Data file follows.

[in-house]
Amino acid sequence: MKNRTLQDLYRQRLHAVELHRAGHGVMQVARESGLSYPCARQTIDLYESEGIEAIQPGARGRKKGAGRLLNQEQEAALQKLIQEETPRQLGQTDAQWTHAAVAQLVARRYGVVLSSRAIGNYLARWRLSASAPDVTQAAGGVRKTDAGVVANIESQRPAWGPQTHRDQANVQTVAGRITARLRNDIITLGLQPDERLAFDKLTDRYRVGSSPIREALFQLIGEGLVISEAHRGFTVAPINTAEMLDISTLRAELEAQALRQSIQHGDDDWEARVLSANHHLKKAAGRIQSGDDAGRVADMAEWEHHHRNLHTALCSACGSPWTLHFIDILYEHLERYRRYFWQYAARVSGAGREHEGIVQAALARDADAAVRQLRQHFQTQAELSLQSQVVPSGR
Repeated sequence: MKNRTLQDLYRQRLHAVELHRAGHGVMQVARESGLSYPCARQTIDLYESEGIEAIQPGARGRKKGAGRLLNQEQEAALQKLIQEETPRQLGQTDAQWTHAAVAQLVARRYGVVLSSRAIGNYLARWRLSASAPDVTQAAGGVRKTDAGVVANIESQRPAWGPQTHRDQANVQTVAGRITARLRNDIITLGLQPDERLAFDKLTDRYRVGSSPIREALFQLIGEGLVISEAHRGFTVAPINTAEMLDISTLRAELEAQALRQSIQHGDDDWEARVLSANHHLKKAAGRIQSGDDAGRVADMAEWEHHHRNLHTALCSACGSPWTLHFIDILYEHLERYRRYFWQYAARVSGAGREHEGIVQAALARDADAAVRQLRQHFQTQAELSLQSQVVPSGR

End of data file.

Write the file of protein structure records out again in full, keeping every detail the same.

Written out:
[in-house]
Amino acid sequence: MKNRTLQDLYRQRLHAVELHRAGHGVMQVARESGLSYPCARQTIDLYESEGIEAIQPGARGRKKGAGRLLNQEQEAALQKLIQEETPRQLGQTDAQWTHAAVAQLVARRYGVVLSSRAIGNYLARWRLSASAPDVTQAAGGVRKTDAGVVANIESQRPAWGPQTHRDQANVQTVAGRITARLRNDIITLGLQPDERLAFDKLTDRYRVGSSPIREALFQLIGEGLVISEAHRGFTVAPINTAEMLDISTLRAELEAQALRQSIQHGDDDWEARVLSANHHLKKAAGRIQSGDDAGRVADMAEWEHHHRNLHTALCSACGSPWTLHFIDILYEHLERYRRYFWQYAARVSGAGREHEGIVQAALARDADAAVRQLRQHFQTQAELSLQSQVVPSGR
Repeated sequence: MKNRTLQDLYRQRLHAVELHRAGHGVMQVARESGLSYPCARQTIDLYESEGIEAIQPGARGRKKGAGRLLNQEQEAALQKLIQEETPRQLGQTDAQWTHAAVAQLVARRYGVVLSSRAIGNYLARWRLSASAPDVTQAAGGVRKTDAGVVANIESQRPAWGPQTHRDQANVQTVAGRITARLRNDIITLGLQPDERLAFDKLTDRYRVGSSPIREALFQLIGEGLVISEAHRGFTVAPINTAEMLDISTLRAELEAQALRQSIQHGDDDWEARVLSANHHLKKAAGRIQSGDDAGRVADMAEWEHHHRNLHTALCSACGSPWTLHFIDILYEHLERYRRYFWQYAARVSGAGREHEGIVQAALARDADAAVRQLRQHFQTQAELSLQSQVVPSGR